| Maison militaire du roi de Fra, Reiter, Mounted archery, Landsknecht|
The coutilier (also coutillier, coustillier) was a title of a low-ranking professional soldier in Medieval French armies. A coutilier was a member of the immediate entourage of a French knight or a squire called lances fournies. The presence of the coutilier is first recorded in a French Ordinance of 1445 The coutilier also had a place in the Burgundian army of Charles the Bold, being described in detail the military regulations of 1473. Coutiliers are also mentioned in the Breton military regulations of March 1450. The rank existed until the early 16th century .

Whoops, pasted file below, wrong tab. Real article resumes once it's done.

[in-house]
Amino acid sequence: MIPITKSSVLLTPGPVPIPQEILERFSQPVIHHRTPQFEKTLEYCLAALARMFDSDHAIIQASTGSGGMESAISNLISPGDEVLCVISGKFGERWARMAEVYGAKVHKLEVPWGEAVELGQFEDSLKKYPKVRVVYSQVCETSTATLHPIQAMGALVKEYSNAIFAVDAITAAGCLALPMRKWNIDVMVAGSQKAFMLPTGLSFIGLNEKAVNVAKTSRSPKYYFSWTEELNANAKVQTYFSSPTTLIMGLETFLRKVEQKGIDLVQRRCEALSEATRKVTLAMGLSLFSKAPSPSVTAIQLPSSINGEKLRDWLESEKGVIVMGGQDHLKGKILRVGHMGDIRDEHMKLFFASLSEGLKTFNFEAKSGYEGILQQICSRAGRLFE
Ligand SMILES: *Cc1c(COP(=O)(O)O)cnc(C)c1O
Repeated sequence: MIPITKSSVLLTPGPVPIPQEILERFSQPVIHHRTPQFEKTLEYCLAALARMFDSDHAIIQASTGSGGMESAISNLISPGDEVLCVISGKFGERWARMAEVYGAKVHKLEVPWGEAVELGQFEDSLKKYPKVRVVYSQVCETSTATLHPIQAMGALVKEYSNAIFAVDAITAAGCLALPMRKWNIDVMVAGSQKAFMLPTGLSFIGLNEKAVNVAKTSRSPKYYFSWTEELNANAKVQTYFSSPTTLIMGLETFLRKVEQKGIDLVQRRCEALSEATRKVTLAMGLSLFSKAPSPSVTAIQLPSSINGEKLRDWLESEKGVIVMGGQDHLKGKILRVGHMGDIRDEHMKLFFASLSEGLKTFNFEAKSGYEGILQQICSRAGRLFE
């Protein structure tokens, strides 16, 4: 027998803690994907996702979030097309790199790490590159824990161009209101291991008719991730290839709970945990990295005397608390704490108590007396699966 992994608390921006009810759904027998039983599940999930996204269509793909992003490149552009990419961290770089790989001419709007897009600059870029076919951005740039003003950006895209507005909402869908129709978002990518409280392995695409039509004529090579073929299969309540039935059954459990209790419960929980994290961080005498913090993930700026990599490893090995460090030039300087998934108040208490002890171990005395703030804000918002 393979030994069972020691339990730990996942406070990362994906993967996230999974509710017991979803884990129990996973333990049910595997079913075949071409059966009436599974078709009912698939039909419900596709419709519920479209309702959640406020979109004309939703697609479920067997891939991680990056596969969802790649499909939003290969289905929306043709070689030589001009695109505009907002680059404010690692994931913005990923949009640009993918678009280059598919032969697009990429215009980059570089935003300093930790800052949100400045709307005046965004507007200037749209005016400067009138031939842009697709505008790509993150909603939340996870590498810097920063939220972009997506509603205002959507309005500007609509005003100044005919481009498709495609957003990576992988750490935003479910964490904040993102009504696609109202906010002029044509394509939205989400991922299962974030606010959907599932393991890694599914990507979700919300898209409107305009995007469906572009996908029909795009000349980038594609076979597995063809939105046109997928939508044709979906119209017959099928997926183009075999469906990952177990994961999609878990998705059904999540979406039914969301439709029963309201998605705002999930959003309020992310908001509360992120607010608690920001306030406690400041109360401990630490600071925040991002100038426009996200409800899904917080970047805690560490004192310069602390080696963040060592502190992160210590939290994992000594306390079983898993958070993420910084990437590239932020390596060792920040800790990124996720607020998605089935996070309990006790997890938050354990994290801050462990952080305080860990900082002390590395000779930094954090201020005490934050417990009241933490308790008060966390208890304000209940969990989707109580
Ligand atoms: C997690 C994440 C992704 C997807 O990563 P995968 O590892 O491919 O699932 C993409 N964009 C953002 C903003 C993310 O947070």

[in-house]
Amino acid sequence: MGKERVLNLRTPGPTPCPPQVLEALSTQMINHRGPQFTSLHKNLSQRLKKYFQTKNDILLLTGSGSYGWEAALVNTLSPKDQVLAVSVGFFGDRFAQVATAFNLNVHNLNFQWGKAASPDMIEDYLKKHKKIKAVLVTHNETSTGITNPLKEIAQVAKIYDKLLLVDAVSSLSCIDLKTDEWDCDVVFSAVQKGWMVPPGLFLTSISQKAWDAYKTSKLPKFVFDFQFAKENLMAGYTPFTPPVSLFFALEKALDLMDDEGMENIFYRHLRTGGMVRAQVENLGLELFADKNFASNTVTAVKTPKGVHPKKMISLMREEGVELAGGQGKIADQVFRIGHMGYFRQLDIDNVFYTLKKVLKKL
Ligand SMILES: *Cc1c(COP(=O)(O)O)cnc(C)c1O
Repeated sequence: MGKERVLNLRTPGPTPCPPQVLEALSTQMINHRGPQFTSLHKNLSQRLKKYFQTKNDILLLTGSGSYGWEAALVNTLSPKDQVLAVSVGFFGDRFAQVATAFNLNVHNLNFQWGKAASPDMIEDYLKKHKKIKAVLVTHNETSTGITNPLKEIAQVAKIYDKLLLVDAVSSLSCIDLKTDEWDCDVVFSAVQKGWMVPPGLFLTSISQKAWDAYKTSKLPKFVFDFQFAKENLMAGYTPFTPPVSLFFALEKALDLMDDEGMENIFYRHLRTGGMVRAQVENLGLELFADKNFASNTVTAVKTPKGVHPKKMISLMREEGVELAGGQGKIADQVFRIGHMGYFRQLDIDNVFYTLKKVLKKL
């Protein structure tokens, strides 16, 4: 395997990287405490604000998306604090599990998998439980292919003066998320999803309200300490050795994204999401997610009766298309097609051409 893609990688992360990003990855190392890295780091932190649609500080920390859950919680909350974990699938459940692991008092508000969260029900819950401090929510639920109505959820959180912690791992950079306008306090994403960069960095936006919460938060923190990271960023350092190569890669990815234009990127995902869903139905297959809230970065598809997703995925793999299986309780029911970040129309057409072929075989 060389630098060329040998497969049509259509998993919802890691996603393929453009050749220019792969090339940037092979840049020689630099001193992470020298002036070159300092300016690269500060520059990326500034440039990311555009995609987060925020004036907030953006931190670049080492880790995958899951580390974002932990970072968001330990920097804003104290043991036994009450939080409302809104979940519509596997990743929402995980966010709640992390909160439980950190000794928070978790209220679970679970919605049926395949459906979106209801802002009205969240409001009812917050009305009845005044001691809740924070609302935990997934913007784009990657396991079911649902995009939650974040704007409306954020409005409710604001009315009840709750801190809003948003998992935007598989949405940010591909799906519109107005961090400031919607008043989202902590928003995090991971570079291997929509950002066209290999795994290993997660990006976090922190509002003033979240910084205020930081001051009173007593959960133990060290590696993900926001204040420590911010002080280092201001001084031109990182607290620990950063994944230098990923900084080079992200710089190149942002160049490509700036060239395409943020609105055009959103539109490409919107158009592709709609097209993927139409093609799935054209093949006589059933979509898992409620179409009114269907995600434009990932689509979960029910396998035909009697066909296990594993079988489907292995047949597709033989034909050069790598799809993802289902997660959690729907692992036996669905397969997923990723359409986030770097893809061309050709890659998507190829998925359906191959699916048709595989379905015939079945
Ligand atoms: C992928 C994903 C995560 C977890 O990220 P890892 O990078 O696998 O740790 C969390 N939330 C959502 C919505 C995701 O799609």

The name coutilier seems to derive from their being equipped with a long knife or short sword called a coustille. According to Ewart Oakeshott, the term originally meant a type of infantryman or brigand. However, by the time detailed descriptions appear in the mid-15th century, the coutilier is clearly a lightly armoured horseman. A French coutilier of 1446 was equipped with a helmet, leg armour, a haubergeon, jack or brigandine, a dagger, sword and either a demilance or a voulge. The equipment of a Burgundian coutilier in 1473 is almost identical, with the substitution of a javelin for the demi-lance or voulge (javelin here meaning a light spear, not a throwing weapon). His horse should be worth at least 30 écus.